Lightning wheel

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The Blitzrad or Neeff wheel is an electromechanical arrangement that interrupts an electrical circuit at periodic intervals. The visible sparks generated at the point of interruption were used to detect the electrical voltage (a voltaic column ). It was first presented in 1838 by the Frankfurt doctor Christian Ernst Neeff .

An essential meaning of the lightning wheel lies in its clarity.

The arrangement consists of a gear and a resilient sliding contact . The latter scans the gear wheel on the outer circuit, whereby the circuit is briefly interrupted after passing through a tooth roof and thus a spark is generated when current flows. The gear can be driven by a hand crank. The switching frequency can be freely selected by means of the speed of the gearwheel and, due to the number of teeth, is relatively high.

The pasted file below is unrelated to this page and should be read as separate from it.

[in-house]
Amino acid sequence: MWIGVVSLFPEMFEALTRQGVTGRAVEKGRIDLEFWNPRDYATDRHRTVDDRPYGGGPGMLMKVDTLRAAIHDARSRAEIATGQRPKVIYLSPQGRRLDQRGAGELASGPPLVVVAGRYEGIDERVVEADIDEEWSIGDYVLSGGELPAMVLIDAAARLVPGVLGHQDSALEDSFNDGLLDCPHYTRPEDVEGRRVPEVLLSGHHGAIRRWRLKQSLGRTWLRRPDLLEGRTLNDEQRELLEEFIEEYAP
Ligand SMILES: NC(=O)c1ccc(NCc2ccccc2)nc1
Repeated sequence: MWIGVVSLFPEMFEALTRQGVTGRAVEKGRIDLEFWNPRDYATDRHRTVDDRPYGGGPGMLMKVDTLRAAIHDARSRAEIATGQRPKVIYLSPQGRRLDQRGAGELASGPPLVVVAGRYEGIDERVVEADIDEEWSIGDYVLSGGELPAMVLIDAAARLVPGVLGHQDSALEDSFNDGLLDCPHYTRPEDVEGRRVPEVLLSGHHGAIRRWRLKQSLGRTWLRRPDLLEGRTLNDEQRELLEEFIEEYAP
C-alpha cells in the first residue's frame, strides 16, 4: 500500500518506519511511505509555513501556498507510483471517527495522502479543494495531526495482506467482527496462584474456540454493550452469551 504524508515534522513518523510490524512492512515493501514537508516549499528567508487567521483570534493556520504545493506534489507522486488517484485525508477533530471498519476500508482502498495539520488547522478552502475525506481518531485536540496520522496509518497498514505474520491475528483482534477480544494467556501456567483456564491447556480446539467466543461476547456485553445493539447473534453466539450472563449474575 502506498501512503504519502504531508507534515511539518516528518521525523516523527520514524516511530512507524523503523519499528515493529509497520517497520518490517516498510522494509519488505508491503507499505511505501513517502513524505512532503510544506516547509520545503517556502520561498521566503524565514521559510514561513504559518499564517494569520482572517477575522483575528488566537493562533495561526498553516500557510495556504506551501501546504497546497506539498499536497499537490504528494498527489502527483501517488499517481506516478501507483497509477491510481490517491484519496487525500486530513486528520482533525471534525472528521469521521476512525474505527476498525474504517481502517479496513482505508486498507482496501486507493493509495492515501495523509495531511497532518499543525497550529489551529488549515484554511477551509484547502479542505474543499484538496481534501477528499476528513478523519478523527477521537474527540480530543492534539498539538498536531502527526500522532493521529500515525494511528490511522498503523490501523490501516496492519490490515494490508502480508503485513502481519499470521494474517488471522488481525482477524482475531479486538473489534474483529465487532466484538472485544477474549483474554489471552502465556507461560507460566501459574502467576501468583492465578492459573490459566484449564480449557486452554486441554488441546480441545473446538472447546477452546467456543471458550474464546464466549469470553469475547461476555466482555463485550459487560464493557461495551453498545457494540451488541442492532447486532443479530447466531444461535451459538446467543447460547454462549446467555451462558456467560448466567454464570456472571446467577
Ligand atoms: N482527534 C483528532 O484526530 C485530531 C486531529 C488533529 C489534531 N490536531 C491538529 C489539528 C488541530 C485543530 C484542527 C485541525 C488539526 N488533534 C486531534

This clear technical solution has long been considered obsolete. To influence ( modulate ) signals, gears have also been used in the optical field ( speed of light , frequency dependence of optical sensors ).

The lack of separation of the mechanical control from the electrical contact with the Blitzrad was achieved for gasoline engines with the breaker in which friction components were lubricated and tempered contacts were used. In a two-stroke engine with several ignition coils , the interrupter had only one tooth (cam), but an adjustable contact for each cylinder (time and duration or contact distance).


Individual evidence

  1. Lightning Wheel . In: Brockhaus' Kleines Konversations-Lexikon . Verlag FA Brockhaus, Leipzig, 1910